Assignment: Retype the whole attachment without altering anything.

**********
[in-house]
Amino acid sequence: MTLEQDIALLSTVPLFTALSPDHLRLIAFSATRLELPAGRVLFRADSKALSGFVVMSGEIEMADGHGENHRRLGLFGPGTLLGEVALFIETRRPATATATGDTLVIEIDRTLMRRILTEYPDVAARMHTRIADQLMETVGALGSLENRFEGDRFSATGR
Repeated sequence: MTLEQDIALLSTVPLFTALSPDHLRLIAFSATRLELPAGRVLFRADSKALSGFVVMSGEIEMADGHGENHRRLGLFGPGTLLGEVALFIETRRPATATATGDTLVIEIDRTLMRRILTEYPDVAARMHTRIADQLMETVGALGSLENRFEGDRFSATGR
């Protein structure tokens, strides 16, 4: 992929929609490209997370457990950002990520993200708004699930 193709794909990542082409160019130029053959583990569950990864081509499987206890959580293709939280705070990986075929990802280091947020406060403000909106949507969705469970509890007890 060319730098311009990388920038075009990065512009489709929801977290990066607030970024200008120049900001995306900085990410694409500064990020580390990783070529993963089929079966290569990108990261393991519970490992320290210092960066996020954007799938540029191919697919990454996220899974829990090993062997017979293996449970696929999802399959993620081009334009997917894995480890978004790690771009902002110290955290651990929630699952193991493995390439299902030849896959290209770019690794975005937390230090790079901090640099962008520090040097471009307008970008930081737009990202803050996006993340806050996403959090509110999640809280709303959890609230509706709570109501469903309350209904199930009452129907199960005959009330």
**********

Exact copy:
[in-house]
Amino acid sequence: MTLEQDIALLSTVPLFTALSPDHLRLIAFSATRLELPAGRVLFRADSKALSGFVVMSGEIEMADGHGENHRRLGLFGPGTLLGEVALFIETRRPATATATGDTLVIEIDRTLMRRILTEYPDVAARMHTRIADQLMETVGALGSLENRFEGDRFSATGR
Repeated sequence: MTLEQDIALLSTVPLFTALSPDHLRLIAFSATRLELPAGRVLFRADSKALSGFVVMSGEIEMADGHGENHRRLGLFGPGTLLGEVALFIETRRPATATATGDTLVIEIDRTLMRRILTEYPDVAARMHTRIADQLMETVGALGSLENRFEGDRFSATGR
């Protein structure tokens, strides 16, 4: 992929929609490209997370457990950002990520993200708004699930 193709794909990542082409160019130029053959583990569950990864081509499987206890959580293709939280705070990986075929990802280091947020406060403000909106949507969705469970509890007890 060319730098311009990388920038075009990065512009489709929801977290990066607030970024200008120049900001995306900085990410694409500064990020580390990783070529993963089929079966290569990108990261393991519970490992320290210092960066996020954007799938540029191919697919990454996220899974829990090993062997017979293996449970696929999802399959993620081009334009997917894995480890978004790690771009902002110290955290651990929630699952193991493995390439299902030849896959290209770019690794975005937390230090790079901090640099962008520090040097471009307008970008930081737009990202803050996006993340806050996403959090509110999640809280709303959890609230509706709570109501469903309350209904199930009452129907199960005959009330």